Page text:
Traveling in your mind

  • A photo of the beautiful harbor town Bergen, Norway.

    A photo of the beautiful harbor town Bergen, Norway. Courtesy of Susan Anderson-Khleif

 
Posted7/13/2019 7:30 AM

Did you ever have a trip planned that never happened? Or maybe it was just a dream you had? Or a place where you wished to return, but never did?

Memories such as these sometimes plague us in grief. You just wish you had done it in time.

                                                                                                                                                                                                                       
 

The summer my beloved Baheej died, we had planned to go to the Holy Land -- especially Nazareth, his hometown. We had been there together before, but not for many years. We wanted to visit Jerusalem and other special places such as Acre, the historic coastal town up in the northwest.

We had the tickets, the hotel, and lots of plans with the family. But that was all canceled at the last minute when Baheej had a stroke.

There is a way to help deal with those trips never taken -- by traveling in your mind.

To help with this, you can watch a travel show or documentary about the place. Of course, these are not a substitute for being there in person. But they can give you some sense of the place. I love them. They take you there in your mind and are very engaging.

Since we traveled a lot, my favorites travel documentaries and movies are those where I went with Baheej -- and by watching and I can see all those pretty places and adventures again. Many of them feature the precise cities, locations, restaurants and places where we've been together.

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Of course, some people travel or continue to travel after they lose their spouse. My own Grandmother Anderson became a world traveler a couple years after her dear husband died at the early age of 59. He was not interested in traveling except to Arizona in the winter and side trips to northern Mexico. But grandmother always wanted to travel abroad, so she did.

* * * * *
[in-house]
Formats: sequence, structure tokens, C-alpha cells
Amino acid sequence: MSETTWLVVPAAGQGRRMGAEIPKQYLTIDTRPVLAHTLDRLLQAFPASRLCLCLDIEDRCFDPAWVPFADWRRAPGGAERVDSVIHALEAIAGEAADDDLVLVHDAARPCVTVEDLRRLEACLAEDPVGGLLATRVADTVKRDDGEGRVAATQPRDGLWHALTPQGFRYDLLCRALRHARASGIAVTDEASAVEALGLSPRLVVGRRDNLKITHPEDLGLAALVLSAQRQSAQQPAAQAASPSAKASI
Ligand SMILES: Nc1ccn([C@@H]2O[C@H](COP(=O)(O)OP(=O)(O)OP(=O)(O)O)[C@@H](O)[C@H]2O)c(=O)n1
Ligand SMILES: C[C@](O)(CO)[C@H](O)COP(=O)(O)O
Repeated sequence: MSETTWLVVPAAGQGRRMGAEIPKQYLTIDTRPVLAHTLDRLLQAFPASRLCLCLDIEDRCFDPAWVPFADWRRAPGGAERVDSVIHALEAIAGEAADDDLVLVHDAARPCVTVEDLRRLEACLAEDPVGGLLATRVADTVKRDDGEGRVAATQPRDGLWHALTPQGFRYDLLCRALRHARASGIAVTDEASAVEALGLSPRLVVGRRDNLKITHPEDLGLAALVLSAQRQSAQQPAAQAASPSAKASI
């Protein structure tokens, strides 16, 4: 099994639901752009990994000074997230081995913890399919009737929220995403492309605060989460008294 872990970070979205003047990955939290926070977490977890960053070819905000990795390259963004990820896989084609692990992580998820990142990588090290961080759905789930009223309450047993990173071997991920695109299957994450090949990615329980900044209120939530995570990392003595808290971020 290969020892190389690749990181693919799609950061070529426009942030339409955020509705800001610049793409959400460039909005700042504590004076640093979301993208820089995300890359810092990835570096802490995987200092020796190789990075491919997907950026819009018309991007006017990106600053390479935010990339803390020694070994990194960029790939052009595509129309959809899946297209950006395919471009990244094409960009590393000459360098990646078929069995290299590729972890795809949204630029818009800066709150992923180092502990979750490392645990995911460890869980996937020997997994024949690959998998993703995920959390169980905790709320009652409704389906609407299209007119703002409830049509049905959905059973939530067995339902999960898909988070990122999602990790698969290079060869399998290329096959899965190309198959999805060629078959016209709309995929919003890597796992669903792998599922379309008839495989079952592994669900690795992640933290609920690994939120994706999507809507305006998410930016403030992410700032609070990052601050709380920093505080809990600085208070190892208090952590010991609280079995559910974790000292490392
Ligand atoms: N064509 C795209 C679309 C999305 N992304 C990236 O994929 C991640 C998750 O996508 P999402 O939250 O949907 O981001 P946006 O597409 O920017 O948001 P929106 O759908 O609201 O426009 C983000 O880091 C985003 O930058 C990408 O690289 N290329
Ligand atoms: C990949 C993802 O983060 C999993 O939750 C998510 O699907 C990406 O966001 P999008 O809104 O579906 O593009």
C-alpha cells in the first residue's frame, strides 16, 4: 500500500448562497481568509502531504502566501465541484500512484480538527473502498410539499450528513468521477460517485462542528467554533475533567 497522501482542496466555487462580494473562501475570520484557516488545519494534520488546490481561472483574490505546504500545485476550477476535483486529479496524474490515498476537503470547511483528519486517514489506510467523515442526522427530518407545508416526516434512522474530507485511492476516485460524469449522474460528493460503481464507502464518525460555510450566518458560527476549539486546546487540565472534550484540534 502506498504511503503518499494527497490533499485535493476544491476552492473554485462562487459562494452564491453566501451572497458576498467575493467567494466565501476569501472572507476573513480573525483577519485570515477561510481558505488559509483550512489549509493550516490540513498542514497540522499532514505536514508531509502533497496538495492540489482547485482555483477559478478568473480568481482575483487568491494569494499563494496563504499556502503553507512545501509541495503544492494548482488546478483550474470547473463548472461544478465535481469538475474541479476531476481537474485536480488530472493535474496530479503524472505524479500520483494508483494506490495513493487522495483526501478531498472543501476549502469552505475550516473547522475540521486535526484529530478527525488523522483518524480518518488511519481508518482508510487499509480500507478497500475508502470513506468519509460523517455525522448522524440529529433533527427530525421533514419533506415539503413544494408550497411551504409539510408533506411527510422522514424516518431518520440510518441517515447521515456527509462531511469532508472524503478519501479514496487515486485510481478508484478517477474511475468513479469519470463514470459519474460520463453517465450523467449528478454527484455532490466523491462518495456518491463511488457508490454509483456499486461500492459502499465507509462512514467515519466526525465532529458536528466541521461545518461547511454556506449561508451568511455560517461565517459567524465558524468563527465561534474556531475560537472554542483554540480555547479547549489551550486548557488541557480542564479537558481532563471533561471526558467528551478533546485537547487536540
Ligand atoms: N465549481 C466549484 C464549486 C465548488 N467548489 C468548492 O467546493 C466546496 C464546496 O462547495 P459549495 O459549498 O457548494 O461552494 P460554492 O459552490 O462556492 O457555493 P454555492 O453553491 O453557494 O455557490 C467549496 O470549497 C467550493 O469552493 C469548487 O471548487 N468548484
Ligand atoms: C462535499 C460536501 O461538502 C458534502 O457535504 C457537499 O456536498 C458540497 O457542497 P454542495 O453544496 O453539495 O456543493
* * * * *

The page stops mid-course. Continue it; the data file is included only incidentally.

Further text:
She was only 62 when she started. First she was trying to discover her roots in County Cork, Ireland. Then she went all over Western Europe, and then India, Nepal, and on to Japan and Hong Kong. She went with groups.

My Aunt Virginia and her husband went to Brownsville, Texas, every year to fish. And even after Uncle Charles died, she continued to go there every year to meet friends and relive their happy times there. And she would drive from Oklahoma to Colorado every summer by herself to get crates of Colorado peaches to can for the winter. She lived to age 94 and active right up to the end.

But not everyone continues to travel alone.

Our last big international trip was 11 months before I lost Baheej. We spent two weeks in Oslo and Bergen, Norway. It is an idyllic harbor town on the west coast. I just saw a wonderful show on Bergen filmed in the very places we walked and ate.

                                                                                                                                                                                                                       
 

These days, except for our annual family reunion in New Hampshire in October, I do most of my trips through travel documentaries.

I recently saw a travel show on the Midnight Sun in northern Sweden and Norway -- 24 hours a day of sunlight in Lapland above the Arctic Circle. I remembered when we were vacationing in Stockholm, so we took the 15-hour night train north to get there, and that was the new fast train! We walked around the little village of Kiruna, Sweden, in daylight at 2 a.m. after the local restaurant closed. We had been eating and singing with the local people all night, so friendly. We were the only travelers there. So fun to see it all again.

Years ago we went to Mesa Verde in southern Colorado. I just saw a wonderful show on the beautiful cliff dwellings there and the history of the ancient Anasazi people who lived there. So I could relive climbing down into the cliff homes with Baheej and seeing it all first hand.

The point is: We need all the ways we can find to manage long-term grief. And "traveling in your mind" with the help of travelogues is a great tool. It helps relive happy memories and wonderful experiences, and can lift your spirits.

• Susan Anderson-Khleif of Sleepy Hollow has a Ph.D. in family sociology from Harvard, taught at Wellesley College, and is a retired Motorola executive. Contact her at sakhleif@comcast.net or see her blog longtermgrief.tumblr.com. See previous columns at www.dailyherald.com/topics/Ander

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